cumin and stir it in. Cook for 1 hour on simmer then
add the remnaining cumin. Cook for 15 minutes more and
serve!

" NEVER USE BEANS IN CHILI! THEY ARE A SIDE DISH, NOT PART OF CHILI!"
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Shadows 
Posted: 04-Mar-2005, 10:40 PM
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Venison Chili with Chorizo and Beer
Serves 10

Ingredients:
5 pounds Venison leg or shoulder roast
1/2 cup ancho chili powder
2-1/2 pounds chorizo sausage
3-1/2 pounds chopped onion
1-1/2 cups masa flour
7-1/2 cups beer
6 pounds canned tomatoes with liquid
1 quart chicken stock
1/2 cup chopped garlic
1/4 cup dried oregano
3 tablespoons ground cumin
1-1/2 tablespoon salt
1 tablespoon pepper

Directions:
Cut venison into 1/2 inch cubes. Toss with ancho chili powder; cover and marinate 2 to 3 hours at room temperature.
Remove casings from chorizo sausage. Crumble and brown chorizo in a large braising pan. Add venison and onions; cook, stirring, until venison is browned and onions are translucent.
Mix in flour; cook, stirring constantly, about 3 minutes. Add remaining ingredients and bring to a boil. Reduce heat and simmer, stirring occasionally, for 2 to 3 hours until venison is tender and the sauce is thick.


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DesertRose 
Posted: 05-Mar-2005, 06:37 PM
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Now that is quite a combination, Shadows! Venison and chorizo, together? ohmy.gif
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Shadows 
Posted: 06-Mar-2005, 08:26 AM
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Try it you will like it LOL!
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DesertRose 
Posted: 06-Mar-2005, 05:16 PM
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Oh no doubt about me liking it Shadows! I love both venison and chorizo, just never imagined them together! LOL Don't think I can get venison where I live out here in this dusty ole desert I live in. I will have to check that out. Like the sound of the beer and chorizo though! biggrin.gif
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Shadows 
Posted: 06-Mar-2005, 07:15 PM
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Check out this link:

www.exoticmeats.com

They are pricey but they have it all! It is where the recipe came from... no I did not buy from them I hunt!
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DesertRose 
Posted: 06-Mar-2005, 07:41 PM
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Oh wow! What a site! Thanks! Bear meat? I have never had bear meat, have you? I have had venison (which I love), duck, rabbit, buffalo and a few other wildlife that I can't remember the names of. I used to travel with the Indians on the powwow circuit in the southeast and many of them hunted and would bring their hunt for us to eat at dinner. It was really cool.............however, hubby won't eat any wildlife at all! Tis a shame. He doesn't know what he is missing.

So you hunt? What do you hunt mainly? I bet you bring home lots of good food! wink.gif
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Shadows 
Posted: 06-Mar-2005, 07:58 PM
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QUOTE (CelticRose @ 06-Mar-2005, 07:41 PM)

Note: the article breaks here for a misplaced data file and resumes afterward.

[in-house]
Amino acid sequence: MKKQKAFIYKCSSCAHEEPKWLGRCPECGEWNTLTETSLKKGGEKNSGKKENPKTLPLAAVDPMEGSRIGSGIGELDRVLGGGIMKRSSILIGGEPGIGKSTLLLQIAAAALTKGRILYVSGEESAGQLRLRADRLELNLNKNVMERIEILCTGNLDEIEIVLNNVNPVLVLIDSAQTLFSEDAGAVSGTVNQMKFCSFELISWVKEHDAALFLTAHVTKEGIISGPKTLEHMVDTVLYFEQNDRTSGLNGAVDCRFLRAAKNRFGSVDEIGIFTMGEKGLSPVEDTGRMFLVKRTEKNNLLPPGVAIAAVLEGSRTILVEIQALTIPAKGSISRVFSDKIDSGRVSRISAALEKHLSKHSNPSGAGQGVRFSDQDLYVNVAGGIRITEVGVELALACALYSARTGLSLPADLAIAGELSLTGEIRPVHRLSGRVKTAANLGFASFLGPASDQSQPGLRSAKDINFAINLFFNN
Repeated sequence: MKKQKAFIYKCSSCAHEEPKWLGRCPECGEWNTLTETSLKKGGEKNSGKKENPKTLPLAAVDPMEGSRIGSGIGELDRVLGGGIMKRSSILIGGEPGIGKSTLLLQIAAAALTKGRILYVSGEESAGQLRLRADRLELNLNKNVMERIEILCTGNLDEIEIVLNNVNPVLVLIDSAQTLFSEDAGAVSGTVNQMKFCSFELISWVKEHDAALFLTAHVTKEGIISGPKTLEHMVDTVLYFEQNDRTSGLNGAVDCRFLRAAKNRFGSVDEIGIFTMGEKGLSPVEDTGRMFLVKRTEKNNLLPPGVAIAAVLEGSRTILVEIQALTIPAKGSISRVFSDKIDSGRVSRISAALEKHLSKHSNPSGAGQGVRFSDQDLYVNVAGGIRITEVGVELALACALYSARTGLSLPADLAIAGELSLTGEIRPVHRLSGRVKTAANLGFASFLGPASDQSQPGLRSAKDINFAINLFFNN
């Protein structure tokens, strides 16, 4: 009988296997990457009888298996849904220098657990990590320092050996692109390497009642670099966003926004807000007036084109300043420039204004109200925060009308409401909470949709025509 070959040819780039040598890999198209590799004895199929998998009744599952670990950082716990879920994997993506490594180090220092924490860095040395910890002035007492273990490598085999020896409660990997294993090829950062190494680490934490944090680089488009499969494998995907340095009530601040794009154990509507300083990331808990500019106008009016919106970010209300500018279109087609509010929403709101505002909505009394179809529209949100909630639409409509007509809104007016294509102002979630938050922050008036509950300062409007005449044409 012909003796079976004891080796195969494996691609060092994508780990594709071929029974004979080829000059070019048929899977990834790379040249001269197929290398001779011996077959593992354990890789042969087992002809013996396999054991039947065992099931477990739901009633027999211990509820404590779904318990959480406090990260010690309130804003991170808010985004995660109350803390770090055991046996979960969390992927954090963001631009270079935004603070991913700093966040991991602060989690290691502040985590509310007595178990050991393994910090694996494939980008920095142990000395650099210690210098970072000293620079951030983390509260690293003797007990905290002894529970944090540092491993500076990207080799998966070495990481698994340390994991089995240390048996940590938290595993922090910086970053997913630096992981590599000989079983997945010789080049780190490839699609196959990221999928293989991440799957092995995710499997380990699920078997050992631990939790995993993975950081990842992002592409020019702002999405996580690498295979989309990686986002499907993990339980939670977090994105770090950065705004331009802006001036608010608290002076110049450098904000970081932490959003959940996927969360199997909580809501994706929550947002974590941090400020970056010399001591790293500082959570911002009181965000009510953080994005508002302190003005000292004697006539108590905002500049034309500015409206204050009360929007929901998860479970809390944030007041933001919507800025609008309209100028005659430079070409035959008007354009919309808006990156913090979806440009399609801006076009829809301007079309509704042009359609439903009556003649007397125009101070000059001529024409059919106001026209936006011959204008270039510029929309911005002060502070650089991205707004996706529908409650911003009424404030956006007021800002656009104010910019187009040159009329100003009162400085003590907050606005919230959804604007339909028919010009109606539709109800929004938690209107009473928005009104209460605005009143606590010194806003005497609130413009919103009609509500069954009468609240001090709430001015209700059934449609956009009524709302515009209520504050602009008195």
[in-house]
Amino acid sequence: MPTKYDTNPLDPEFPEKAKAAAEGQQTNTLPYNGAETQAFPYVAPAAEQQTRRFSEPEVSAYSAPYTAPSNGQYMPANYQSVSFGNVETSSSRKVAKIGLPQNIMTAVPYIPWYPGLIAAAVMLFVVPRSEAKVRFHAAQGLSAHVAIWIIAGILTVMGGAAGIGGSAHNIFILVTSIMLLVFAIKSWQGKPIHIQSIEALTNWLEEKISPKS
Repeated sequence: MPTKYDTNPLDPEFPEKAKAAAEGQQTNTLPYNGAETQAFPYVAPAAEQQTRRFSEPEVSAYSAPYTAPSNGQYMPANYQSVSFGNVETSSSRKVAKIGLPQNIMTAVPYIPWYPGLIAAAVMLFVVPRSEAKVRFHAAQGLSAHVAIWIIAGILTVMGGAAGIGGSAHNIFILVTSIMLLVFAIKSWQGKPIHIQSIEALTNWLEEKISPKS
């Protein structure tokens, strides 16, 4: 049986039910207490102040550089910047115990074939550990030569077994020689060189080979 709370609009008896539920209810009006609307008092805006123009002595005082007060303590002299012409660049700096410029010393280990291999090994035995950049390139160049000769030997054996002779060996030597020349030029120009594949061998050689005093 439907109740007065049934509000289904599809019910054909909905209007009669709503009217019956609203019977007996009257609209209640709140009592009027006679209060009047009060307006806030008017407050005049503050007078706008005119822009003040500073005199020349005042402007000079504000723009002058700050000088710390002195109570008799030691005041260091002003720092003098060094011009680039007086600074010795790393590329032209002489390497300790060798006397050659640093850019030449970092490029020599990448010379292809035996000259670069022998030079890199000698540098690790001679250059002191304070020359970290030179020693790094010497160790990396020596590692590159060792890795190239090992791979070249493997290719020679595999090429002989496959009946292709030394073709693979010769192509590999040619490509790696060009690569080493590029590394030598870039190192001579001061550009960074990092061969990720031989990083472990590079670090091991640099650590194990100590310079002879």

Oh wow! What a site! Thanks! Bear meat? I have never had bear meat, have you? I have had venison (which I love), duck, rabbit, buffalo and a few other wildlife that I can't remember the names of. I used to travel with the Indians on the powwow circuit in the southeast and many of them hunted and would bring their hunt for us to eat at dinner. It was really cool.............however, hubby won't eat any wildlife at all! Tis a shame. He doesn't know what he is missing.

So you hunt? What do you hunt mainly? I bet you bring home lots of good food! wink.gif

Yes I hunt... not always succesfully wink.gif . Bear is good when cooked slow , it tends to be greasy and tough if over cooked; I like it!

My family does not tend to lean towards wild meats any more ( they loved it as children )... so my hunting now is mostly for deer , squirrel and rabbit. I can fill the freezer with those and cook for myself and the wife on outings and at home when they are elsewhere! wink.gif
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Shadows 
Posted: 08-Apr-2005, 10:18 PM
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I don't think this one is here yet, it was in my research notes on the history of chili...

U.S. Army Chili (1896-1944) from Chile Pepper Magazine

Yield: 1 Servings

Ingredients

1 beefsteak (round)
1 tb hot drippings
2 tb rice
1 c boiling water
1 flour
1 salt
1 onion -- (optional)
2 lg dried red chile pods

Instructions

Soldiers of the U.S. Army on the Western frontier had been eating
chili since the war with Mexico (1846) but not necessarily in their
messes. The first Army publication to give a recipe for chili was
published in 1896, The Manual For Army Cooks (War Department Document
#18). By World War I, the Army had added garlic and beans; by World
War II, tomatoes. This was a national pattern: Fannie Farmer did
exactly the same (see the editions for 1914, 1930, and 1941)

Chili con carne (1896) (per soldier). 1 beefsteak (round); 1 Tbs. hot
drippings; 2 Tbs. rice; 1 cup boiling water; 2 large dried red chile
pods; 1 cup boiling water; flour, salt, and onion (optional).

Cut steak in small pieces. Put in frying pan with hot drippings, cup
of hot water, and rice. Cover closely and cook slowly until tender.
Remove seeds and parts of veins from chile pods. Cover with second
cup of boiling water and let stand until cool. Then squeeze them in
the hand until the water is thick and red. If not thick enough, add a
little flour. Season with salt and a little onion, if desired. Pour
sauce over meat-rice mixture and serve very hot.

Recipe By : John Thorne Sep/Oct Chile Pepper Magazine
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DesertRose 
Posted: 08-Apr-2005, 11:48 PM
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Darn! And I just made chili this week! Oh well next time. Thanks Shadows!